• This episode turns to Christine Korsgaard's Tanner lectures, "The Sources of Normativity," to explore how morality might be rationally vindicated from within the nature of practical rationality. Korsgaard's project is an iteration of the Enlightenment's attempt to ground morality in human nature. Korsgaard suggests that the correct moral theory will not merely provide an explanation of our moral natures, but also be justified in the light of our status as reflective animals. Her constructivist account of normativity will conceive of obligations as integral to our sense of identity, which in turn depends on our status as deliberative agents who must act upon some principle. Is the source of normativity a product of the correct application of moral concepts to the sphere of action? Are values the product of our self-legislating will? Can we understand unconditional obligations as derived from our shared identity as human beings?

  • This episode examines Alasdair MacIntyre's attempt to explain the existence of interminable moral and political disagreement as a symptom of the disarray of our inherited moral concepts. MacIntyre contends that the best way to unify our disparate and competing concepts of right, obligation, and virtue is to understand them as emerging from determinate social conditions. What modernity lacks or has forgotten in its instrumental use of moral concepts is that normative questions like "what ought we to do?" and "what does justice require ?" are only intelligible against a background of shared communal goals. In the absence of any shared conceptions of human nature and our ultimate ends, morality is unmoored. MacIntyre proposes that a reinvigorated account of the virtues embedded in the narrative unity of a human life is our best bet for breaking the apparent incommensurability and confusions of contemporary moral debates.

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  • In this episode, Devin and Charles climb down from the heights of Nietzsche's critique of conventional morality in order to take a brief detour into the domain of twentieth-century analytic metaethics. Together they explore the historical context, motivating forces and access the viability of moral realism—the view that our moral claims have objective validity. The discussion focuses on the social conditions driving analytic philosophy's turn to logical and semantic analysis and how this leads to divergent views on the meaning/use of moral statements and the ontological status of moral claims. A version of moral realism known as intuitionism is explored through an overview of W.D. Ross's seminal work, The Right and the Good. Intuitionism claims that we come to learn moral truths as self-evident in analogous fashion to truths of mathematics and logic. Does this prima facie implausible view hold water? What does Ross's analysis of right action tells us about our obligations to our self and others? What virtues does his account of a plurality of duties and intrinsic value have over alternative theories like utilitarianism?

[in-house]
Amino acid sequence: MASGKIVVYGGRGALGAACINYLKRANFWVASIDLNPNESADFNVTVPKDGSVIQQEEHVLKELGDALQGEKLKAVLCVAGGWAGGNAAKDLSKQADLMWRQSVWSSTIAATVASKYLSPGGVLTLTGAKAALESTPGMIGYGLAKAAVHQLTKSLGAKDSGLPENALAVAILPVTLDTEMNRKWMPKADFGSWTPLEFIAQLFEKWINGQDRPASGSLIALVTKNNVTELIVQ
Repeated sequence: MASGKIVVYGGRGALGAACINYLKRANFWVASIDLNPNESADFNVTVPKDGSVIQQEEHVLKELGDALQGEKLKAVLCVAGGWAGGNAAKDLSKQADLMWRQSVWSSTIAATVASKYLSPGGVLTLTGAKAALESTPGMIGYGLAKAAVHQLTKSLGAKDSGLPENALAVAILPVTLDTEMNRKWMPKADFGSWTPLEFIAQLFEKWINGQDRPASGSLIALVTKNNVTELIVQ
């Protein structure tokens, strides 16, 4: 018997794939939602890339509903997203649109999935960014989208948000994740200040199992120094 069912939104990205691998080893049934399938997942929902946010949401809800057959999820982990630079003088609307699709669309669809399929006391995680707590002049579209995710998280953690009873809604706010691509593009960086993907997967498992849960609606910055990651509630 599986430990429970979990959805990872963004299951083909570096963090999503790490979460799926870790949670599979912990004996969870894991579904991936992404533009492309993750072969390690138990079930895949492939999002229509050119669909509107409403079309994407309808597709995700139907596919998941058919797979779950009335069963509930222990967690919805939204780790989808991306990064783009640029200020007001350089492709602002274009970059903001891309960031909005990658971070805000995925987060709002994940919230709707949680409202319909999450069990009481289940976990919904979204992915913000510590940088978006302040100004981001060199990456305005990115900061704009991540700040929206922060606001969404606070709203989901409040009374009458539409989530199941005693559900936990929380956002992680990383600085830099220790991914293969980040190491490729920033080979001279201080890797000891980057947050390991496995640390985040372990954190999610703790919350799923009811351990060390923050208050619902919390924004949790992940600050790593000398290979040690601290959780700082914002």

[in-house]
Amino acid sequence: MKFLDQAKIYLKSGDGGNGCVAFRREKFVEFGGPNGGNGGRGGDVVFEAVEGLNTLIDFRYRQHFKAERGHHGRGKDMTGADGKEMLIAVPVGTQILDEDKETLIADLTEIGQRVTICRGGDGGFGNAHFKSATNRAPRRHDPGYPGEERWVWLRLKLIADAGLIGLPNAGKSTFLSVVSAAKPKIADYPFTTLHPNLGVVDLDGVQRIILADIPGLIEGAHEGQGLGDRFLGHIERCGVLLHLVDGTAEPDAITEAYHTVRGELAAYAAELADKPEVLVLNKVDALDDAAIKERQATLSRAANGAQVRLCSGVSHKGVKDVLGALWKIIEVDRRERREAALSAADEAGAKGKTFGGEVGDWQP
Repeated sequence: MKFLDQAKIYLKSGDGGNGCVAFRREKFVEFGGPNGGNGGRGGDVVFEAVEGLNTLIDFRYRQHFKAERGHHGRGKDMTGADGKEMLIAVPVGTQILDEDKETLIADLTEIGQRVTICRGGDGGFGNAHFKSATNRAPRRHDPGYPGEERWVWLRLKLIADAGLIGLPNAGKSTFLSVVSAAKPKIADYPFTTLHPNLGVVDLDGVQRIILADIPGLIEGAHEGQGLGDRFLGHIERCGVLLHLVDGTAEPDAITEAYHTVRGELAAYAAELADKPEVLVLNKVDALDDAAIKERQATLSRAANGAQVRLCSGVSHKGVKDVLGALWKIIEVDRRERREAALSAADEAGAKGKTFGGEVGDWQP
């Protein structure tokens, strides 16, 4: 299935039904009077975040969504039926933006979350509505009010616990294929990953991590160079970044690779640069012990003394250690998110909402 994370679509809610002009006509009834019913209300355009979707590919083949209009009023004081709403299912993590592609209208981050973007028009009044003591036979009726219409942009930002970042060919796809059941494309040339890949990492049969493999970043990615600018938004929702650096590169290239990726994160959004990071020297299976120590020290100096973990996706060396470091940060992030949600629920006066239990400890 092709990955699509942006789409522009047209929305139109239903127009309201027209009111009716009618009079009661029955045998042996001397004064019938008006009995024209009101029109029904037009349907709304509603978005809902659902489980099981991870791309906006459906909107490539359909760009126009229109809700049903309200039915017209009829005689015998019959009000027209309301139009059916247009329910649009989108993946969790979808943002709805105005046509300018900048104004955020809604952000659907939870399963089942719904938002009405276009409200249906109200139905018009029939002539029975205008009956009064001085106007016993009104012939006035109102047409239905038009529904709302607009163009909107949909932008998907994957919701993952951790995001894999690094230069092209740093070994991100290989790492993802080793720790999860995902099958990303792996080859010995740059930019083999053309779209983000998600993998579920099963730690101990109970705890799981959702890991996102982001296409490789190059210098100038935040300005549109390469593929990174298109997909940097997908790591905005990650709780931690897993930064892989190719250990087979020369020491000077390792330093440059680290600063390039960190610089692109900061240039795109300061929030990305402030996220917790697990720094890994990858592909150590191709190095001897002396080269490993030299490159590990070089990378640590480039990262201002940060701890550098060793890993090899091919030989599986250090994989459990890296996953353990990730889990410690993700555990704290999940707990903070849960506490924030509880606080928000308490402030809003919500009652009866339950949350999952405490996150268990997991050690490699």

• In the inaugural episode of Moral Minority, Devin and Charles make the case for Nietzsche's continual relevance to contemporary politics by examining the problem of moral foundations and how we make sense of our normative commitments in the absence of transcendental warrant. This episode centers around a discussion of Nietzsche's under-discussed 1881 work, Dawn. What does it mean to undermine traditional morality? How do we avoid the temptation of nihilistic despair? What positive resources for adjudicating moral disagreements does Nietzsche's genealogical method enable? How might we begin to think and feel differently about our value systems? How does Nietzsche demonstrate the possibility of moral progress?